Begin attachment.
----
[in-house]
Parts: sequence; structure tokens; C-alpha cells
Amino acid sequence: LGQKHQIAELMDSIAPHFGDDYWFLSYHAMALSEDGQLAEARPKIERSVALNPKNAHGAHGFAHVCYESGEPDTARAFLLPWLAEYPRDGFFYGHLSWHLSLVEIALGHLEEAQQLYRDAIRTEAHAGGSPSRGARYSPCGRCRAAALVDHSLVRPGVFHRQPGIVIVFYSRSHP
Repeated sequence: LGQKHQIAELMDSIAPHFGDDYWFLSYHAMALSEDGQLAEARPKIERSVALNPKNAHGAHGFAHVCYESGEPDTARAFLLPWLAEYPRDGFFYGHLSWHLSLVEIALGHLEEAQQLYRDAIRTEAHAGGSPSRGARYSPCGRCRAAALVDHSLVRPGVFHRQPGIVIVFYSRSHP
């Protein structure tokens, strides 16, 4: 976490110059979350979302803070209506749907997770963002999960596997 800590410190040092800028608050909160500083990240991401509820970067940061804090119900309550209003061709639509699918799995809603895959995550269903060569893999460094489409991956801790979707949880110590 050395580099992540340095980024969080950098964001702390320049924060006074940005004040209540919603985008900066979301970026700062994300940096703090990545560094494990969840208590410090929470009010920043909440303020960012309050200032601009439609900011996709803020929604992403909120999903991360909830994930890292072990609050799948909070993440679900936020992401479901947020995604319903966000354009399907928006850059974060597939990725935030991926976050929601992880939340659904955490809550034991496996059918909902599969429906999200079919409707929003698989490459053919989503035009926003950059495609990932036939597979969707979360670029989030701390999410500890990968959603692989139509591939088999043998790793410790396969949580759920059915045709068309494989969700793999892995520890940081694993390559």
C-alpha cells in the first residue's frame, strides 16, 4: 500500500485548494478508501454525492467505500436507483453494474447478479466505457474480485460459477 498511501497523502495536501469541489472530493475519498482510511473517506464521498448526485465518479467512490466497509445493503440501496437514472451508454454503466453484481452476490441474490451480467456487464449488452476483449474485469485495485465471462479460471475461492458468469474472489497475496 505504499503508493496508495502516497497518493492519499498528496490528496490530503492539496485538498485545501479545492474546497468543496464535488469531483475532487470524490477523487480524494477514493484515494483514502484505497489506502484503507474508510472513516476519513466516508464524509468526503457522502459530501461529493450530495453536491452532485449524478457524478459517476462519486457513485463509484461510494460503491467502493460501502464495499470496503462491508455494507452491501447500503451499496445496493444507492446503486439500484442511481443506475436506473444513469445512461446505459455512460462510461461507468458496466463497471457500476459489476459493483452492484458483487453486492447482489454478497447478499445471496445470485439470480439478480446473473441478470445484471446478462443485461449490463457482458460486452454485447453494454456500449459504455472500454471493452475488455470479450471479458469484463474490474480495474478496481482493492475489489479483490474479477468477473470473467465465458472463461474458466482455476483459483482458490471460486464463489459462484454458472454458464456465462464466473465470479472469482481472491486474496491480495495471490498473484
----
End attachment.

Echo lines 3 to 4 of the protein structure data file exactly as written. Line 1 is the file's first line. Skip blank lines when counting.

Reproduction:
Amino acid sequence: LGQKHQIAELMDSIAPHFGDDYWFLSYHAMALSEDGQLAEARPKIERSVALNPKNAHGAHGFAHVCYESGEPDTARAFLLPWLAEYPRDGFFYGHLSWHLSLVEIALGHLEEAQQLYRDAIRTEAHAGGSPSRGARYSPCGRCRAAALVDHSLVRPGVFHRQPGIVIVFYSRSHP
Repeated sequence: LGQKHQIAELMDSIAPHFGDDYWFLSYHAMALSEDGQLAEARPKIERSVALNPKNAHGAHGFAHVCYESGEPDTARAFLLPWLAEYPRDGFFYGHLSWHLSLVEIALGHLEEAQQLYRDAIRTEAHAGGSPSRGARYSPCGRCRAAALVDHSLVRPGVFHRQPGIVIVFYSRSHP